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spawns; and, as I have formerly told you, with the help of the melter, hides his spawn or eggs in holes, which they both dig in the gravel: and then they mutually labour to cover it with the same sand, to prevent it from being devoured by other fish.
There be such store of this fish in the river Danube, that Rondeletius says they may, in some places of it, and in some months of the year, be taken, by those who dwell near to the river, with their hands, eight or ten load at a time. He says, they begin to be good in May, and that they cease to be so in August: but it is found to be otherwise in this nation. But thus far we agree with him, that the spawn of a Barbel, if it be not poison, as he says, yet that it is dangerous meat, and especially in the month of May; which is so certain, that Gesner and Gasius declare it had an ill effect upon them, even to the endangering of their lives.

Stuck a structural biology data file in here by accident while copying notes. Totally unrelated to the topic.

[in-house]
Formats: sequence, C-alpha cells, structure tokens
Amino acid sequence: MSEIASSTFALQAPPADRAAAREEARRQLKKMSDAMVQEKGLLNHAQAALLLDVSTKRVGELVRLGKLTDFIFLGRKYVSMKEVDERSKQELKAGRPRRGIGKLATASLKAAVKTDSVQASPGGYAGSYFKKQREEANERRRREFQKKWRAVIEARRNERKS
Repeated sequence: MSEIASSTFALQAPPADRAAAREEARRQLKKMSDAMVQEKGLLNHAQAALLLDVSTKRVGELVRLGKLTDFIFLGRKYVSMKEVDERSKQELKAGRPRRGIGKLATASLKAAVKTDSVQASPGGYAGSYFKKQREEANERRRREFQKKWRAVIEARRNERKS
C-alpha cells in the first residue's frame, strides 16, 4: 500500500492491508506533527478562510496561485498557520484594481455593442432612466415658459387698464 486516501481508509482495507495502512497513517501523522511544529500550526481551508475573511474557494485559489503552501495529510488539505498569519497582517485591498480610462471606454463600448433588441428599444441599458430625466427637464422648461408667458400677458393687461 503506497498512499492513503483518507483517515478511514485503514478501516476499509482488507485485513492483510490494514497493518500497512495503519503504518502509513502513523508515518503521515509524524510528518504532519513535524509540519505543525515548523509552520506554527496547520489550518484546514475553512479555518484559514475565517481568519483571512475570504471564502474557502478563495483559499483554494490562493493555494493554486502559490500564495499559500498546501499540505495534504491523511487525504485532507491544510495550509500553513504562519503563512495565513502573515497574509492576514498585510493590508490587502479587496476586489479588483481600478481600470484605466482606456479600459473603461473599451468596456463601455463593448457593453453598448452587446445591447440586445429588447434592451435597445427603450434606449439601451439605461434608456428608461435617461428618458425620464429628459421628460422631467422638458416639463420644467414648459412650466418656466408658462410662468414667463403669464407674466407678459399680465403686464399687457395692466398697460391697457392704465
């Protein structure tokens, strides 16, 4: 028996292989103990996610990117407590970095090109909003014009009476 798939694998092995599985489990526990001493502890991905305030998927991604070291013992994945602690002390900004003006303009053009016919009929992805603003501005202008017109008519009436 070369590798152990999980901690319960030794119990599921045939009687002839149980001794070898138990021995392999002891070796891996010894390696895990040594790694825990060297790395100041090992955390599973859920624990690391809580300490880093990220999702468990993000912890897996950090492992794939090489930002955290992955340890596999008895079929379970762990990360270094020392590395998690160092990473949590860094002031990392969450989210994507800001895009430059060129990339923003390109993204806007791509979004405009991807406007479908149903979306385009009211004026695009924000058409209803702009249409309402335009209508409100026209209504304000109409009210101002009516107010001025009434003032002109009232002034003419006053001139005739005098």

This fish is of a fine cast and handsome shape, with small scales, which are placed after a most exact and curious manner: and, as I told you, may be rather said not to be ill, than to be good meat. The Chub and he have, I think, both lost part of their credit by ill-cookery; they being reputed the worst, or coarsest, of fresh-water fish. But the Barbel affords an angler choice sport, being a lusty and a cunning fish; so lusty and cunning as to endanger the breaking of the angler's line, by running his head forcibly towards any covert, or hole, or bank, and then striking at the line, to break it off, with his tail; as is observed by Plutarch in his book De Industriâ Ani
(1) Though the spawn of the Barbel is known to be of a poisonous nature, yet it is often taken by country people medicinally; who find it, at once, a most powerful emetic and cathartic. And, notwithstanding what is said of the wholesomeness of the flesh, with some constitutions it produces the same effects as the spawn. About the month of September, in the year 1754, a servant of mide, wlio had eaten part of a "Barbel, though, as I had cautioned him, he abstained from the spawn, was seized with such a violent purging and vomiting, as had like to have cost him his life, Hawkins.
malium; and also so cunning, to nibble and suck off your worm close to the hook, and yet avoid the letting the hook come into his mouth.